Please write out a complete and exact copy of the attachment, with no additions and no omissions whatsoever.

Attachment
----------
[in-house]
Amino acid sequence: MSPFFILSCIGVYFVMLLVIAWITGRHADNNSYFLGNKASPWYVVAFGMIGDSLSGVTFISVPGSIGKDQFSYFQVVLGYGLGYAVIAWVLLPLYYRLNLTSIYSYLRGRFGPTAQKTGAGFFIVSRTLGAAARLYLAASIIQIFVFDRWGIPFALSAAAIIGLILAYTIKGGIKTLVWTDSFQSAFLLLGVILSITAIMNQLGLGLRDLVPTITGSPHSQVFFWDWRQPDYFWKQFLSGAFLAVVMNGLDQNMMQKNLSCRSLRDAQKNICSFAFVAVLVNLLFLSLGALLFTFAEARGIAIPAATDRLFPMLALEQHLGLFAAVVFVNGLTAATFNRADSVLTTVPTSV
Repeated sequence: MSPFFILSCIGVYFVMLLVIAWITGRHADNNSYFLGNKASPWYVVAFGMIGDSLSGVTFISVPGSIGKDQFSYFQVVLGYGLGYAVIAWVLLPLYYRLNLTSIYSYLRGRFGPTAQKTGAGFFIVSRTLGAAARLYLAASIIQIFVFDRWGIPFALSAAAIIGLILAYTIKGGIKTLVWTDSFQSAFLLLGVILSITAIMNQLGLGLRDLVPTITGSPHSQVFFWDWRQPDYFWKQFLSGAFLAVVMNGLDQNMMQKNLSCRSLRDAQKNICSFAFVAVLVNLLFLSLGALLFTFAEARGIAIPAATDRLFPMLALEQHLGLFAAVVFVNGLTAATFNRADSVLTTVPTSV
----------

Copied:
[in-house]
Amino acid sequence: MSPFFILSCIGVYFVMLLVIAWITGRHADNNSYFLGNKASPWYVVAFGMIGDSLSGVTFISVPGSIGKDQFSYFQVVLGYGLGYAVIAWVLLPLYYRLNLTSIYSYLRGRFGPTAQKTGAGFFIVSRTLGAAARLYLAASIIQIFVFDRWGIPFALSAAAIIGLILAYTIKGGIKTLVWTDSFQSAFLLLGVILSITAIMNQLGLGLRDLVPTITGSPHSQVFFWDWRQPDYFWKQFLSGAFLAVVMNGLDQNMMQKNLSCRSLRDAQKNICSFAFVAVLVNLLFLSLGALLFTFAEARGIAIPAATDRLFPMLALEQHLGLFAAVVFVNGLTAATFNRADSVLTTVPTSV
Repeated sequence: MSPFFILSCIGVYFVMLLVIAWITGRHADNNSYFLGNKASPWYVVAFGMIGDSLSGVTFISVPGSIGKDQFSYFQVVLGYGLGYAVIAWVLLPLYYRLNLTSIYSYLRGRFGPTAQKTGAGFFIVSRTLGAAARLYLAASIIQIFVFDRWGIPFALSAAAIIGLILAYTIKGGIKTLVWTDSFQSAFLLLGVILSITAIMNQLGLGLRDLVPTITGSPHSQVFFWDWRQPDYFWKQFLSGAFLAVVMNGLDQNMMQKNLSCRSLRDAQKNICSFAFVAVLVNLLFLSLGALLFTFAEARGIAIPAATDRLFPMLALEQHLGLFAAVVFVNGLTAATFNRADSVLTTVPTSV